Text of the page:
US asked to cut bases in Okinawa rape row



The Japanese government yesterday asked the United States to reduce its military presence on the island of Okinawa, in the latest attempt to appease growing outrage over a rape allegedly committed by three American servicemen.

Japan's Foreign Minister, Yohei Kono, made the request in a meeting with the US ambassador, Walter Mondale, but the scale of the planned reduction was immediately thrown into doubt. Okinawa contains three-quarters of the US bases in Japan, a perpetual source of resentment on an island that makes up less than 1 per cent of the country's area.

Foreign Ministry officials suggested that Okinawa's burden might be reduced to less than 70 per cent, but this was contradicted by the Defence Minister, Seishiro Eto, who said that such a scaling down would be "difficult" in the light of Japan's obligations under the Japan-US Security Treaty.

Military sites being considered for relocation elsewhere in Japan include three of the most controversial on Okinawa: a key port, first earmarked for return in 1974, a parachuting practice ground close to farms and houses, and an artillery range over a main road which has attracted complaints about unexploded shells and environmental damage.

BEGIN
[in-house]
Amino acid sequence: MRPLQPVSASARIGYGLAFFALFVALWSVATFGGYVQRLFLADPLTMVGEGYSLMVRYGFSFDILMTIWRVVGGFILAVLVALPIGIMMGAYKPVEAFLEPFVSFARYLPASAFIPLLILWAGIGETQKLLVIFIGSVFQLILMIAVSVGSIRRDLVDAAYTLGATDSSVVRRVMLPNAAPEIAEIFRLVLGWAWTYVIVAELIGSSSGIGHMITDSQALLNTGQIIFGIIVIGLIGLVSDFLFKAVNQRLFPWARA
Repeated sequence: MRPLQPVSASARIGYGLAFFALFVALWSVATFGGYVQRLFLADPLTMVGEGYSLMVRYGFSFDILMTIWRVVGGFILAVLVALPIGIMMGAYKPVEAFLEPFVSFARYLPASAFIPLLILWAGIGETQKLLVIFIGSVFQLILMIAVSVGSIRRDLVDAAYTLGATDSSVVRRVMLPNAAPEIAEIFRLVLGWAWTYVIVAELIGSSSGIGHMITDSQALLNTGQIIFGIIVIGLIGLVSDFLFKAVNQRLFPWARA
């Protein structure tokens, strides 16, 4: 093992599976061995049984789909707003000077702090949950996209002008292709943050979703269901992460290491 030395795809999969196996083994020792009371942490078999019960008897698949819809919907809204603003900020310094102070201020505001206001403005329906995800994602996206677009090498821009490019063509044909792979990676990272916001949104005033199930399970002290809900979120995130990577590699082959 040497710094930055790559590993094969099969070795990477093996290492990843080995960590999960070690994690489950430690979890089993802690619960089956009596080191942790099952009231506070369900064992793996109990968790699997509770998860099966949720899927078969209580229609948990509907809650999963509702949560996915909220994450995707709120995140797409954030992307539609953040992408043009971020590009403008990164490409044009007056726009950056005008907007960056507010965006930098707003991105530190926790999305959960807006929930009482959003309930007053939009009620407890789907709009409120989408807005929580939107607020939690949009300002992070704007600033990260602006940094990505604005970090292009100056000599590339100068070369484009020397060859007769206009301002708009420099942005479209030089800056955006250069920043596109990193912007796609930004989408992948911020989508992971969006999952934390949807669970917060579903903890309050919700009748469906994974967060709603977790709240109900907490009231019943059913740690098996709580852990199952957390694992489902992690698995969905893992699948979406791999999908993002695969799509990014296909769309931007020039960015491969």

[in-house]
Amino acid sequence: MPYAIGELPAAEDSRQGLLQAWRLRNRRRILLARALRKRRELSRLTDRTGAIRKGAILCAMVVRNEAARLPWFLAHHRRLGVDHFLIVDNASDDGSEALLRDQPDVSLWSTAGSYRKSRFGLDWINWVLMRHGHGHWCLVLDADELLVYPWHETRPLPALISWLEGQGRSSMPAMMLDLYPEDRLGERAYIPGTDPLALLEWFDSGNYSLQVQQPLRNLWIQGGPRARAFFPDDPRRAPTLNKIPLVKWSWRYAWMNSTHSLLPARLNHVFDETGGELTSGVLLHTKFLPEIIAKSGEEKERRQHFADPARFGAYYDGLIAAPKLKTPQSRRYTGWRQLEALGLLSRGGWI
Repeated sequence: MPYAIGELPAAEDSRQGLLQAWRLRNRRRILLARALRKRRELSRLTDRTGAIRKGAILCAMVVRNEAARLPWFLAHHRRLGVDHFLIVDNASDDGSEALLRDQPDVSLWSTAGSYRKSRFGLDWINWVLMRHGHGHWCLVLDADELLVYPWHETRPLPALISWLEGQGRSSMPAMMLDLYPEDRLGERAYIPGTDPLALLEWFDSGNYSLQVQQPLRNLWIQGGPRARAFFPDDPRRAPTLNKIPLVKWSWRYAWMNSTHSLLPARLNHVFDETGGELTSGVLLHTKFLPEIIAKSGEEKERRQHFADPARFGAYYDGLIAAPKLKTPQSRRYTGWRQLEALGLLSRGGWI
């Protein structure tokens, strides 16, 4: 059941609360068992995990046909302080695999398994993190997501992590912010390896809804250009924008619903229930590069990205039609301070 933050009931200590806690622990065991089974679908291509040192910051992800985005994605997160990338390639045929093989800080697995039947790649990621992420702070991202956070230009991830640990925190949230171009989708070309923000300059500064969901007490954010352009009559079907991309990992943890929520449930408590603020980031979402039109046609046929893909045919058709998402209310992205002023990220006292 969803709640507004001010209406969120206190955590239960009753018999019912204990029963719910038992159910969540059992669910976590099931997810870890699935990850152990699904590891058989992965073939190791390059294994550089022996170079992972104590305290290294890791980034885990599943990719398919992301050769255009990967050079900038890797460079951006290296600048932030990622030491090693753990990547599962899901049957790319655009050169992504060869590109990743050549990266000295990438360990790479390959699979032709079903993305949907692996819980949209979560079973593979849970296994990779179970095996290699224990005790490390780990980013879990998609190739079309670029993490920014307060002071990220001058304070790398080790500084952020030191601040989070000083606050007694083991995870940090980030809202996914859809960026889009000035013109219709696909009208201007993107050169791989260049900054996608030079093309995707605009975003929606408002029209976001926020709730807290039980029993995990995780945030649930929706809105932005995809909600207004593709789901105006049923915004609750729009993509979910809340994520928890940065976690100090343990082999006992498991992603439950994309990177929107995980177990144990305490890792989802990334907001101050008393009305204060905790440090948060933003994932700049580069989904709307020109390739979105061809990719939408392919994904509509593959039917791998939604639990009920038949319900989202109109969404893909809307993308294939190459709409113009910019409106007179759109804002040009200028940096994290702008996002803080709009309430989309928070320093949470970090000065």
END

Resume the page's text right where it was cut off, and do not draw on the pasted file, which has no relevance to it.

Yesterday's announcement provoked scepticism on Okinawa, which was governed directly by America from 1945 until its reversion to Japan in 1972. "For 10 years, they've been saying they would return these sites," said a spokesman for the Okinawa prefectural government. "They could have dealt with it long ago, and right now we don't expect too much."

The island has been in uproar since the beginning of September, when a 12-year-old schoolgirl was abducted and gang-raped, allegedly by an American sailor and two Marines. Government officials, military officers and even President Bill Clinton have offered repeated expressions of regret, discipline has been tightly enforced and sales of alcohol have been restricted on base. US Marines will suspend operations for a "day of reflection" on the crime and its consequences.

But the gestures have done little to stem local anger. There have been daily demonstrations in Okinawa and Tokyo, where chants of "Yankee, Go Home!" have brought back memories of the 1960s, when opposition to the security treaty provoked riots in Tokyo. As many as 40,000 people are expected to attend a rally on 21 October. Yesterday the last of Okinawa's 53 municipal assemblies unanimously adopted a resolution calling for a review of the bilateral Status of Forces Agreement, which allowed the three suspects to remain in US custody until their indictment by Japanese prosecutors last Friday.

Last week the governor of Okinawa, Masahide Ota, refused to sign documents allowing the US military to commandeer land occupied by military sites.

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